An ‘ole fossil’ offers advice for the young
“The Internet is the first thing that humanity has built that humanity doesn’t understand, the largest experiment in anarchy that we have ever had.”
— Eric Schmidt
It seems that the world has sped to the point that very few people have the gumption to “stop and smell the roses,” so to speak. And while I agree that computers are a valuable resource, I sometimes wonder if they and the Internet do more harm than good.
Look at it in comparison to our history of other accomplishments. There’s Benjamin Franklin and his kite with a key that led to the discovery of electricity and a revolutionary power source that is essential to the modern world. However, one small slip and it can fry you. Henry Ford revolutionized how we travel, but at the same time, we can lose our life on the highway. Catch my drift?
We have gotten lazy, both in mind and spirit. I’m 60 years old and am very concerned about the young people of the current generation. After all, they’re the generation that will take care of my generation when we are in our 80s. What will our health care facilities be like?
A sense of entitlement is one of the big changes that has reared its ugly head in recent times. The old folks — that’s me — compare it to an allowance. I’ll never forget the first time I asked my dad for an allowance. He said, “I allow you to sleep in a warm bed. I allow you to have a roof over you head and clothes on your back. I allow you three squares a day. That’s your allowance. Now get the shovel and posthole diggers. We’ve got fence to run.”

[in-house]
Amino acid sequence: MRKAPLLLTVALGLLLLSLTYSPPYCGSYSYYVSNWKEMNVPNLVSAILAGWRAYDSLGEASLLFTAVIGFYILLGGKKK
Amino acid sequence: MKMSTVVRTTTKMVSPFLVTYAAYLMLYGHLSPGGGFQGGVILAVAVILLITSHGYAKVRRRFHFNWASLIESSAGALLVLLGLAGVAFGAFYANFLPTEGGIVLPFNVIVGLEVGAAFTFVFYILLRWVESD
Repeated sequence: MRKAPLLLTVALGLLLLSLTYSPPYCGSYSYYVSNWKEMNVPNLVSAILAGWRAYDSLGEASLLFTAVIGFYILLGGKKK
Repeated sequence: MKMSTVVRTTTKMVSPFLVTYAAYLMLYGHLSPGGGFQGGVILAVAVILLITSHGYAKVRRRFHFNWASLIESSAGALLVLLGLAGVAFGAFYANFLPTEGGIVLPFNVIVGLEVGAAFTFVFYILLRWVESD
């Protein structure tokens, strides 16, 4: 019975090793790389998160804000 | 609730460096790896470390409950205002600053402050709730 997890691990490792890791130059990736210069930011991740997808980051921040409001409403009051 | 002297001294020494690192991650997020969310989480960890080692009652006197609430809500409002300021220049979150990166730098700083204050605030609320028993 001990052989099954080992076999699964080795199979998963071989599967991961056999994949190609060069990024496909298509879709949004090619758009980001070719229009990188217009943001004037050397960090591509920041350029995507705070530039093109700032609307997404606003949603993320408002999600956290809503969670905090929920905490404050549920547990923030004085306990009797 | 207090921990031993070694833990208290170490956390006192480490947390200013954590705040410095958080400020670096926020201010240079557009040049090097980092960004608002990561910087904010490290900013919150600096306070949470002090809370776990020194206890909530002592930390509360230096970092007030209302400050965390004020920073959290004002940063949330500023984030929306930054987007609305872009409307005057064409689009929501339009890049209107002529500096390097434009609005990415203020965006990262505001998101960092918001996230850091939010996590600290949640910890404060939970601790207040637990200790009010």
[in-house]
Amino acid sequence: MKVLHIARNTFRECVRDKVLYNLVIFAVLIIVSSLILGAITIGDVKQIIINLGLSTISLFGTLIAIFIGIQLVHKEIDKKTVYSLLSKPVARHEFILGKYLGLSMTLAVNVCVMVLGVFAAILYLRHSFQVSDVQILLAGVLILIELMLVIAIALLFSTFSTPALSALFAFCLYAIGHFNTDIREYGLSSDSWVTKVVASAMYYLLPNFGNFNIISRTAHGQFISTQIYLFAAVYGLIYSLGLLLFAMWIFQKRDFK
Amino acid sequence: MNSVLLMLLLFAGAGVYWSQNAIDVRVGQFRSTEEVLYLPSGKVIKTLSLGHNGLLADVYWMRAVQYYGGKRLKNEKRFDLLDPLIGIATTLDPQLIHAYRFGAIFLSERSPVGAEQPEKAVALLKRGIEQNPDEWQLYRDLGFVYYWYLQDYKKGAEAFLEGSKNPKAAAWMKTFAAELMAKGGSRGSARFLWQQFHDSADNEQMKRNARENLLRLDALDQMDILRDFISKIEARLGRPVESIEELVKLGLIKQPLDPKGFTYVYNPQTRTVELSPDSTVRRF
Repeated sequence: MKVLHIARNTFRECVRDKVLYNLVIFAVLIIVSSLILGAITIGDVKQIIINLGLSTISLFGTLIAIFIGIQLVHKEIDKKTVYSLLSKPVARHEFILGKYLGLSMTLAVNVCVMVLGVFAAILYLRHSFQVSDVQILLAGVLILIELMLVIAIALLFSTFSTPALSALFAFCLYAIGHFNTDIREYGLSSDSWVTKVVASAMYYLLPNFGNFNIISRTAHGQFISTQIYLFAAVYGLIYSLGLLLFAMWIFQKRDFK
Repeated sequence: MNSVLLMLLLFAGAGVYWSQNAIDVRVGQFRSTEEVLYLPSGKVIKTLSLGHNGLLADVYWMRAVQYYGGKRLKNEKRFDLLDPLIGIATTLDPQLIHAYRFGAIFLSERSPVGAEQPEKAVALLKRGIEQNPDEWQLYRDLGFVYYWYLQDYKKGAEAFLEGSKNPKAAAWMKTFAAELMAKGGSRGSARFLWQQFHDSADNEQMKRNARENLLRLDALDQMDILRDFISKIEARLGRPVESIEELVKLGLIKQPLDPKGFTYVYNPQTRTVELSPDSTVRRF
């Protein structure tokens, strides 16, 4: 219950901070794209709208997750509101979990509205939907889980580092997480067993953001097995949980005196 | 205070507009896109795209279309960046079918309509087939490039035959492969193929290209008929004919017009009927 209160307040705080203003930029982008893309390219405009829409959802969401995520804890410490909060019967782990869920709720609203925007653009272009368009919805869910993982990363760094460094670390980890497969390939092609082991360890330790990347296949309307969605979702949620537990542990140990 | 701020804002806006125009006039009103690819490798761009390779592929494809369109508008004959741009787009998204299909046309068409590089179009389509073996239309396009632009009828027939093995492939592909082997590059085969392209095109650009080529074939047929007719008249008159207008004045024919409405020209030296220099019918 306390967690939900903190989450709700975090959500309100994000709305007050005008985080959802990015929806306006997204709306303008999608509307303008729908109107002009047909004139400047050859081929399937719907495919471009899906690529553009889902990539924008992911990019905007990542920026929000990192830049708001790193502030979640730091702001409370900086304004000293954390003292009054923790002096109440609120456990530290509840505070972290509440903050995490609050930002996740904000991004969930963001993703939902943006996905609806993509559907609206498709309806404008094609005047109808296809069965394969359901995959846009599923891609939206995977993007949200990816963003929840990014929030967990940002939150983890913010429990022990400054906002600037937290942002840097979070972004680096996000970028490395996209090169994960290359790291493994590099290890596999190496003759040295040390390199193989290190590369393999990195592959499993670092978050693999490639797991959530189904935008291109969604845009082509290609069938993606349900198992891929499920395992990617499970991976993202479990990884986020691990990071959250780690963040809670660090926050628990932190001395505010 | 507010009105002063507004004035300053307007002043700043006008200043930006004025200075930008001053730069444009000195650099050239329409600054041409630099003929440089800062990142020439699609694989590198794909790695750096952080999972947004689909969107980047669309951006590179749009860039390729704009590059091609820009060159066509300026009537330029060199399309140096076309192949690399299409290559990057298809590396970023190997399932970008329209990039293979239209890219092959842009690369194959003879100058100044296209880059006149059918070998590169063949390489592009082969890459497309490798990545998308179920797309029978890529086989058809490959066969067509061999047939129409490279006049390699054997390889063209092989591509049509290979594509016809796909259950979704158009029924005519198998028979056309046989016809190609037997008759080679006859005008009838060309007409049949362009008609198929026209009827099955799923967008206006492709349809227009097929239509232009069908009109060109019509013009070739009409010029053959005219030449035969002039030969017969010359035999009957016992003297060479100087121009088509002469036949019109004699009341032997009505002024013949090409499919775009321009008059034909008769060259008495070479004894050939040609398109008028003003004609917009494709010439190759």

Another thing that burns me up is how kids are turning away from the church. They seem to be looking for something that’s staring them right in the face. Good always triumphs over evil. And if you think there is no God, look at a bird in flight or a flower popping out of the ground and in no time into full bloom. That’s nature, you say? Well, who do you think created it?
I’ve said for a long time that morality and human values are dead not only in this generation but in mine also. School shootings never occurred while I was growing up. We settled matters with our fists, and if someone pulled an “equalizer,” they were going to have to fight everyone there. And bullying — that’s nothing new. When we were bullied in school, we relied on our friends to back us up. If you think bullying in school is tough, wait until you get into the “real world” later on.
Don’t get me wrong. There are a lot of good kids out there. I’m a volunteer coach with the school system, and I see them every day. I compliment them on their values and tell them never to lose them. When I ask them how they came to have those values, the resounding answer is “that’s just the way I was raised.”
Ah, the value of the parenting thing.
Regarding computers, as a recent letter writer put it, “Having a generation not taught to use their minds gives us a dumbed-down society easily led.” It’s not too late, however. Just a little advice from the “ole fossil” (that’s what the baseball kids call me). Read a hard-bound book before they all disappear. Shoot some real hoops instead of playing games on the computer. Go fishing and take a friend with you. And if you’re bullied in school, do what I have come to do over the years, especially if it’s verbal: Consider the source. If this person is not important to you — and most bullies aren’t — forget it and find a friend or two who’s bigger than him.
I pray for each and every one of every generation that our divisions will cease and love will abound. I suggest that everyone do the same, and I leave you with this: “Artificial intelligence is no match for natural stupidity.”
Andy “Coach Fossil” Canup lives in Salisbury.
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